In the aftermath of Superstorm Sandy, Anthony Rajkumar found himself wading through flood waters to deliver batteries for the ventilators at Coney Island Hospital.
The then-chief operating officer at Kings County Hospital had been escorted by law enforcement to the storm-battered facility, where seven critically-ill patients had remained behind when the public hospital evacuated about 200 people from the facility.
Rajkumar, 56, recalled that story Wednesday afternoon as he prepared to return to Coney Island Hospital. But this time, he is its new chief executive.
It has been a harrowing few weeks for NYC Health & Hospitals. The health system faced scrutiny from unions, politicians and the New York Post, which featured an anonymous tell-all from a former Coney Island Hospital doctor who said careless nurses and physicians put pediatric patients in danger.
Now H&H CEO Dr. Ram Raju hopes to restore public confidence in the hospital by installing Rajkumar as CEO and Mei Kong, 50, as chief operating officer. Rajkumar, who will leave his current post as executive director at Manhattan's Metropolitan Hospital, has spent more than 25 years with the health network in two separate stints. Kong was the assistant vice president responsible for patient and employee safety for the 11-hospital system.
“I want patient experience to be the centerpiece of this organization. We are selecting people who will give that particular aspect. If the patients are not engaged, the outcomes are not good,” Raju said in an interview Wednesday.
He added that recent leadership changes at Coney Island, with the departure of several executives, were not triggered by the negative publicity about patient safety.
“Whenever there are changes, people say that means somebody messed up, or something bad happened,” Raju said. “Any high-performing organization refreshes itself every two to three years. That's what we're trying to do.”
He said the system has changed leadership at Woodhull, Harlem, Queens, Elmhurst and North Central Bronx hospitals within the last few months, all with little fanfare.
“Because nothing newsworthy happened at those hospitals, those changes go unnoticed,” he said.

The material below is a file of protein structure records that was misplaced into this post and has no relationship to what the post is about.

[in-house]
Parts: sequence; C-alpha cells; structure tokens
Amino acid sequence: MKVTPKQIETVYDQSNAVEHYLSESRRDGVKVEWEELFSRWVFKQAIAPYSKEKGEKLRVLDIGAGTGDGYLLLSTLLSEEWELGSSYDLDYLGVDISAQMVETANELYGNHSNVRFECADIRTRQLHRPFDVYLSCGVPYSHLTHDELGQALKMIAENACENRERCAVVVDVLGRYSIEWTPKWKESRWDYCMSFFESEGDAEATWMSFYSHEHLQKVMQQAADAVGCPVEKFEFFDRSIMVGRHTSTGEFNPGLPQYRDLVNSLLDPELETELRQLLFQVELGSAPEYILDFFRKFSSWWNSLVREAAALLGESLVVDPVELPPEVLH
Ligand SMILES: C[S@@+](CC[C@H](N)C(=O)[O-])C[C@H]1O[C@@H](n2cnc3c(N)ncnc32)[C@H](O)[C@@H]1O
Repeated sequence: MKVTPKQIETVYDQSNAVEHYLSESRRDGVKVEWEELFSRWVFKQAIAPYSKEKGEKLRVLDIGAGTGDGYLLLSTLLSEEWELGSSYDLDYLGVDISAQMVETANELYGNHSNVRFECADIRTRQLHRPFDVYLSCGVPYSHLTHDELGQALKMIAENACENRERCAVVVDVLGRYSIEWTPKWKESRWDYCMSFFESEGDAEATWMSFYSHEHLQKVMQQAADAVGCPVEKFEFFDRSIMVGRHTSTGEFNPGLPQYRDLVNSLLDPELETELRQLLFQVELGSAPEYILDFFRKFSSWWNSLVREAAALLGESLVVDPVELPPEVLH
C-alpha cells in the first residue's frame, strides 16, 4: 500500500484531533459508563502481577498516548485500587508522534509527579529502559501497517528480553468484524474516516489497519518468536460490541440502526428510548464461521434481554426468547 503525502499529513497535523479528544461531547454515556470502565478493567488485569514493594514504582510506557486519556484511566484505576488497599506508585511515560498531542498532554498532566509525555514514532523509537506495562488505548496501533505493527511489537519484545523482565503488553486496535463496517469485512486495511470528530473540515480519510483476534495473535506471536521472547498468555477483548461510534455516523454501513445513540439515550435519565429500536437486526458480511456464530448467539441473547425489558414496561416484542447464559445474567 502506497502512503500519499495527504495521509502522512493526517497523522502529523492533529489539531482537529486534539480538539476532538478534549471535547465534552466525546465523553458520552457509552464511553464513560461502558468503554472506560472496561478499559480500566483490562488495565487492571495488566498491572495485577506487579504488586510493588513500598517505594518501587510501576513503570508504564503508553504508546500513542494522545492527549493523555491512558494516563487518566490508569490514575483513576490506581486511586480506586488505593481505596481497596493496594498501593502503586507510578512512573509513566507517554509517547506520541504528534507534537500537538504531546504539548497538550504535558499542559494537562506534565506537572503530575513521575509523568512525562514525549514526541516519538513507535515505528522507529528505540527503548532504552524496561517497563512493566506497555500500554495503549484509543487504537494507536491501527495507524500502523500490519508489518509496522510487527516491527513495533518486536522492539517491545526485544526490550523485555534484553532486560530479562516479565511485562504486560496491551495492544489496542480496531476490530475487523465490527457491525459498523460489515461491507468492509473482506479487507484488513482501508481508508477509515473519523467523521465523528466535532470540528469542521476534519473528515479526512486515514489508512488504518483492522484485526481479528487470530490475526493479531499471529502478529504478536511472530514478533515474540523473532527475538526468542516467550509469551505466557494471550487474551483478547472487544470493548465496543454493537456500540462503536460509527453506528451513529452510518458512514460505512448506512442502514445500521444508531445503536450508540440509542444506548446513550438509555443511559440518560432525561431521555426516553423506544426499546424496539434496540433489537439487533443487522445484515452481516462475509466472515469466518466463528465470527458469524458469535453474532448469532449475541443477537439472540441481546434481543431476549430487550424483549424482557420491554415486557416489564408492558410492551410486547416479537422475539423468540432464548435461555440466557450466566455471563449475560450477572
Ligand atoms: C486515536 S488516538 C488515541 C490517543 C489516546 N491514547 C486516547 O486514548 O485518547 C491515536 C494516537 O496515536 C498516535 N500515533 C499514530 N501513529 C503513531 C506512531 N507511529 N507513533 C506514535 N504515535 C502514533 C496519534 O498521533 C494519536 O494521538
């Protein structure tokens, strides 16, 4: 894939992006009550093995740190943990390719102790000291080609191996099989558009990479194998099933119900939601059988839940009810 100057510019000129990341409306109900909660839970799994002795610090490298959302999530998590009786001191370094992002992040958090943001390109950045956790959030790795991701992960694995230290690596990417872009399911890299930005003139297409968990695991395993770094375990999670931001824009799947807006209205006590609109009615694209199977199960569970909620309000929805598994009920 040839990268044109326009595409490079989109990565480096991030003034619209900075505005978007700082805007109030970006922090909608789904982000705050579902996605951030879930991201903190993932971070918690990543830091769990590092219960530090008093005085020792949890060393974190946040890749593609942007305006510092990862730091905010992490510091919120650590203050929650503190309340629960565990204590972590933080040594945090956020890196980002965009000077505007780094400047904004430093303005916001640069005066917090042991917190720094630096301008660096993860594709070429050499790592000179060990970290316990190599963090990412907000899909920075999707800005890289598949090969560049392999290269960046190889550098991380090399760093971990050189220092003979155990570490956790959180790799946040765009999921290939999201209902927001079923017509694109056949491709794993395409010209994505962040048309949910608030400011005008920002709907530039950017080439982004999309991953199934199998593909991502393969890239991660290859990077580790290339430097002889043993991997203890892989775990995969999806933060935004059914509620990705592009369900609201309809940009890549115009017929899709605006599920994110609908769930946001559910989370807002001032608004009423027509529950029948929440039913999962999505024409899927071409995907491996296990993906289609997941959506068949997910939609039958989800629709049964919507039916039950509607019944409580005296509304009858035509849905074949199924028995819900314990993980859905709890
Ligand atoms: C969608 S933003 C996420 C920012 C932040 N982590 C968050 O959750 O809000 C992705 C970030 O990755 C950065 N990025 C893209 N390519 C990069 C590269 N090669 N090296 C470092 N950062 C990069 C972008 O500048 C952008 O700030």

Regardless of the reshuffled hospital leadership, H&H faces a serious structural problem.
About 70% of its patients are covered by Medicaid or are uninsured, and declining government subsidies translates into lower reimbursement for the network. H&H also faces increasing competition from private hospitals for newly-insured patients.
Mayor Bill de Blasio kicked off a restructuring of the health system in late April with the unveiling of a 56-page plan that was short on details, but broadly outlined the system's strategy to reverse a projected $1.8 billion deficit by fiscal 2020. The system expects to end its fiscal year on June 30 with a $119 million cash balance, Raju told City Council members Tuesday during a budget hearing. A $497 million cash infusion by the city helped abate the system's cash crisis.
Raju expressed confidence H&H will be able to carry out its turnaround plan by 2020.
"In four years it can be done," he said. "The problem is people have to give it enough time for it to happen. I'm very happy the mayor has put the money behind it to give me a bridge."
Raju has staked much of the turnaround on improving the patient experience at the municipal health system. If hospitals reduce wait times and communicate well with patients, he reasons, more patients will enroll in the system's own insurance company, MetroPlus, and fewer will seek care at private hospitals.
But H&H has much work to do in that area. Coney Island received a two-star rating in Medicare's most-recent survey of patient experience, out of five stars. And only 56% of patients said they would definitely recommend the hospital, compared to a statewide average of 66% for all hospitals.
Rajkumar believes he is up for the challenge.
"I'm excited that I've been chosen to go there as a change agent, along with Mei as my partner," he said. "I've been part of transformation teams in the past where we change the culture of the hospital and regain the confidence of the community."
In addition to Rajkumar and Kong, Coney Island quietly added a number of executives in recent weeks, the system acknowledged. Dr. Wehbeh Wehbeh is the new chief medical officer; Barbara Campfield was appointed chief nursing executive; Dr. Mark William Edward Kindschuh became chair of emergency medicine; and Janice Nini is now associate director of nursing of the emergency department.
"Scarred Coney Island Hospital gets new leaders" originally appeared in Crain's New York Business.